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Sinnicks, Matthew (2014)
Publisher: Cambridge University Press
Languages: English
Types: Article
Subjects: N100, N200, V500
This paper argues that attempts to apply Alasdair MacIntyre’s positive moral theory to business ethics are problematic, due to the cognitive closure of MacIntyre’s concept of a practice. I begin by outlining the notion of a practice, before turning to Moore’s attempt to provide a MacIntyrean account of corporate governance. I argue that Moore’s attempt is mismatched with MacIntyre’s account of moral education. Because the notion of practices resists general application I go on to argue that a negative application, which focuses on regulation, is more plausible. Large-scale regulation, usually thought antithetical to MacIntyre’s advocacy of small-scale politics, has the potential to facilitate practice-based work and reveals that MacIntyre’s own work can be used against his pessimism about the modern order. Furthermore, the conception of regulation I defend can show us how management is more amenable to ethical understanding than MacIntyre’s work is often taken to imply.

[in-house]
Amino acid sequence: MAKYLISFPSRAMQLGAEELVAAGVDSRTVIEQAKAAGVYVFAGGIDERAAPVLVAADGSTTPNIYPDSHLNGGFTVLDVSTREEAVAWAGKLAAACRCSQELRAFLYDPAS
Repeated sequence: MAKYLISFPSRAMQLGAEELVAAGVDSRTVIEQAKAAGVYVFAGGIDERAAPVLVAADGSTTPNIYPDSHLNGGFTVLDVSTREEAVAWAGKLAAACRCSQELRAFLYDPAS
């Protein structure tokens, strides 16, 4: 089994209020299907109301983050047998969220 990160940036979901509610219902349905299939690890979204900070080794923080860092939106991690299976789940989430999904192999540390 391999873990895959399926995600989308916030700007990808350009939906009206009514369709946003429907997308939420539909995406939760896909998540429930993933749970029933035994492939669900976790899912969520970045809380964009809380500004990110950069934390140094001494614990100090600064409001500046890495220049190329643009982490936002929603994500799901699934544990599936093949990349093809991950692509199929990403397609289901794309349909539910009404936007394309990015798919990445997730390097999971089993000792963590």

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    • Whetstone, T. 2003. “The Language of Managerial Excellence: Virtues as Understood and Applied”, Journal of Business Ethics 44: 343-57.
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